South Korean baseball resumes with preseason game in front of empty stands

Doosan Bears pitcher Lee Young-ha (L) throws a ball in front of empty stands as a referee (R) wearing a face mask looks on during a pre-season baseball game between Seoul-based Doosan Bears and LG Twins at Jamsil stadium in Seoul on April 21, 2020. – Professional sport returned to South Korea on April 21 as coronavirus restrictions ease, with the first pitch thrown in a baseball preseason derby in front of empty stands. (Photo by Jung Yeon-je / AFP)

Professional sport returned to South Korea on Tuesday as coronavirus restrictions ease in the country, with the first pitch thrown in a baseball preseason derby in front of empty stands.

The Seoul-based Doosan Bears and LG Twins are Korea’s biggest rivals in the country’s most popular spectator sport and their shared stadium in the capital’s Jamsil area would usually be packed.

But with fans barred, the stands were empty as the Twins’ Cha Woo-chan threw the first pitch.

Even the cheerleaders — an essential element of firing up the atmosphere at what would normally be a feverish encounter — were also absent.

The stadium was silent except for the continuous clicking of camera shutters from around 50 members of the media, and occasional shouts from the dugouts.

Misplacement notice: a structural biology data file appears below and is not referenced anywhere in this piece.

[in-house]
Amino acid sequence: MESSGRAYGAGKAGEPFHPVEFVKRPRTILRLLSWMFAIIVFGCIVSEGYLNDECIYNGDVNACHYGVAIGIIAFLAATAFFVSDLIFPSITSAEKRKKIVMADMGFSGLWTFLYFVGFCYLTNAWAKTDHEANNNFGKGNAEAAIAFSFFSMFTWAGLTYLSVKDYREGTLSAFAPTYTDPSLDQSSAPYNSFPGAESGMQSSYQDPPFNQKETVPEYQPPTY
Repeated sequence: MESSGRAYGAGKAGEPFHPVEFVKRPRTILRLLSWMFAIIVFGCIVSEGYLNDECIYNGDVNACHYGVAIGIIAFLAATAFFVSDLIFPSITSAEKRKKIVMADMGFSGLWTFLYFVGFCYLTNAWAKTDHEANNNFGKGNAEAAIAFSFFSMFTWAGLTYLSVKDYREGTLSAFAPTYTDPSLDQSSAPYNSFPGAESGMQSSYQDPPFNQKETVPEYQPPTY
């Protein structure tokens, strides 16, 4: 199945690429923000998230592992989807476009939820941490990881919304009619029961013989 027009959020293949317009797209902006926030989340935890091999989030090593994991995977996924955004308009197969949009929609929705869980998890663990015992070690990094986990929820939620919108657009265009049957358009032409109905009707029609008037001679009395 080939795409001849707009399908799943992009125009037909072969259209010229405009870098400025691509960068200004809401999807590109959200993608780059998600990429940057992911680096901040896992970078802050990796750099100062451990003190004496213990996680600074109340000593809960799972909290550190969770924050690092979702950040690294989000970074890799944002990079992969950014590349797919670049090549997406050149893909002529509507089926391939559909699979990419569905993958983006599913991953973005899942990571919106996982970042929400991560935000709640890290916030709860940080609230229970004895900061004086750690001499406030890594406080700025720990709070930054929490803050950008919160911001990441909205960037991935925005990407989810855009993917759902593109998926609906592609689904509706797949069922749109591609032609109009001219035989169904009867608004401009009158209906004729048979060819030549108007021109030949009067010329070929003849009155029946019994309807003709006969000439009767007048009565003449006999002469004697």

Reporters were not allowed to approach the players.

“Although it is being held behind closed doors, I think it’s good that we can hold these games for the fans who are watching from their homes,” said LG Twins media officer Kim Kwang-hwan.

“We hope that the coronavirus outbreak will be contained soon so many fans can come and enjoy our game just like previous years.”

The Jamsil derby was among the first of 20 preseason games, and the Korea Baseball Organization said Tuesday the regular season would start behind closed doors on May 5.

Strict health guidelines were being enforced.

Players must have their temperature checked twice before the games, with facemasks strongly recommended in all parts of the stadium, except for the field and the dugout during the game, the KBO said.

Players have been asked not to shake hands or exchange high-fives, while spitting is prohibited.

The Doosan Bears were last year’s KBO champions but the LG Twins ran out 5-2 winners in a one-sided encounter.

Even so, more than 700,000 fans tuned in to watch a livestream of the match on Naver, the country’s largest online portal.

Japantimes.com

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